Mental Illness: The Stigma
Did you know that 1 in 4 Americans struggle with some type of mental illness/condition? May is Mental Illness Awareness Month, and because of my own struggles with depression, I decided to take on this writing assignment. Many people are unable to admit that they have problems. However, it is the people that can ask for help and admit that they have some issues (like most people do) that are the brave ones.
My Personal Experience
When I think about my experience with depression, I try to think back to when it first started, or when I first remember dealing with it. Kids truly are resilient and I think that I didn’t really begin to notice any problems with mental illness until I was a teenager.
It is easy for people to blame their environment or their families for their problems, and that does play a role. All people are products of their environment to an extent. My childhood and family was not perfect, but I am not going to spend my time writing this article to throw them under the bus.
With that said, I would like to note that I have met people in this life that had every opportunity, a good family, support, and a choice of any school they wanted to go to, and they grew up to be petty, spoiled, deviants and criminals. I have also met people who were exposed to things a thousand times worse than I was, and they grew up to be some of the most beautiful, and genuinely good people that you could ever know. The bottom line is that it all seems to be a perfect storm of events and timing. None of us are perfect.
I was about 12 or 13 years old when I saw the first signs of a problem. It started with some Obsessive-Compulsive behavior that I later learned stemmed from severe anxiety, which is the root of my (and many other peoples) struggles with mental health.
Everything in my room had to be perfectly aligned and exactly how I placed it, usually squared or put in rows. I would become agitated or lose my temper is anyone touched anything. I got to the point that no one would even go in my room and if they did, I would pass my anxiety onto them because they were afraid of upsetting me.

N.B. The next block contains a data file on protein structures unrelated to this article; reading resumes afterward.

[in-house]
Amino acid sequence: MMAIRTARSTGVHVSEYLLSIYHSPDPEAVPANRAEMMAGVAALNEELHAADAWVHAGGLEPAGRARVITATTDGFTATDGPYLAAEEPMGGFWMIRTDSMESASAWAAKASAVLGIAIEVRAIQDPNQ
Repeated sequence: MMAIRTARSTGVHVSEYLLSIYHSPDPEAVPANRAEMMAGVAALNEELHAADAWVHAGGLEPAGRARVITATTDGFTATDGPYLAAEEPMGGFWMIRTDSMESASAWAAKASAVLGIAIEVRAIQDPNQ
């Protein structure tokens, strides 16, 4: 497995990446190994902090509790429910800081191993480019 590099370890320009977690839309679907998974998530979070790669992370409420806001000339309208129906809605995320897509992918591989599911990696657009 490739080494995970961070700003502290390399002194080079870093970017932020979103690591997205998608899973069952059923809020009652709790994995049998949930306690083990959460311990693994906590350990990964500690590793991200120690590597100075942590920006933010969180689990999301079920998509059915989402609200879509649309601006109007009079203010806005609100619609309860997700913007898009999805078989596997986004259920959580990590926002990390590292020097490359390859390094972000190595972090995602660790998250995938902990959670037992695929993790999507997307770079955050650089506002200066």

I slept little because my brain was always going 100 miles an hour, causing me to develop insomnia, which in turn can lead to depression.
Later in life, as a young adult, I began drinking heavily and turned into a bad alcoholic. I drank daily until I was extremely drunk. I drank like this because it slowed my mind down, numbed me, and took away the constant and unexplainable fear that severe anxiety can cause. Unfortunately, the alcohol caused me to develop a physical dependency on it, and I was in worse shape than ever. Combine alcohol (which is a depressive itself) with issues that you have not dealt with, and anxiety, and you have a recipe for disaster. To make a long, sad, and embarrassing story short enough to fit in this article, I will tell you that I hit rock bottom in ten years, did many things that I am not proud of, and hurt some people along the way. Some I have been able to make amends to, some I will never be able to apologize to, and some will not accept my apology. That is just how it is. When I woke up in jail, bloody and not knowing how I got there, it was the beginning of the end of a horrible life, and the start of a brand new one full of possibilities.
The End, But Not Over
I have been sober for 6 years now. In that time, I have attended counseling, learned about what my personal issues are/were, learned how to recognize them for what they are, used medications prescribed to me early on to help get me where I needed to be, and have stopped using those same medications today.
What I learned is that whether you are sober or not, whether you take anti-depressants or not, or whether you ask for help; forced to accept it or got to jail, is that you will not change unless you want to change. Your issues, other than some cases of severe chemical imbalances, will not go away unless you admit to them, face them, and do something about it.
The downside to going to counseling and changing is seeing how many people are out there that need help or think that they are perfect, and that everyone else is the problem. Seeing this behavior exhibited can be very frustrating.
Let us get back to the positive aspects of this article, though. In the last 6 years, not only have I been sober and conquered many of my own personal issues, turning some of them into a positive, I have also been a fire fighter, one of my lifelong dreams. I became a published author, another lifelong dream and something I love doing more than anything. I am a proud Father of four boys that love me and have a relationship with me, I am a full time student majoring in…you guessed it, psychology. My plan is to become a Duel Diagnosis Substance Abuse Counselor and volunteering my time while writing for a living. I am living life to the fullest and I am still not perfect, but I do my best.
My main affliction is Generalized Anxiety Disorder, which causes depression in people because you always worry. A symptom called Invading Thoughts, come into your mind and cause you to stress about the most ridiculous things and circumstances. Though I no longer take medications, I combat it with exercise, writing, and faith in God, talking about it, helping others, volunteering, and continuing to go to counseling. Instead of worrying or hiding my fears, I confront them, talk about them, and am open and honest about it when I am having a bad day. It gets better and so does life.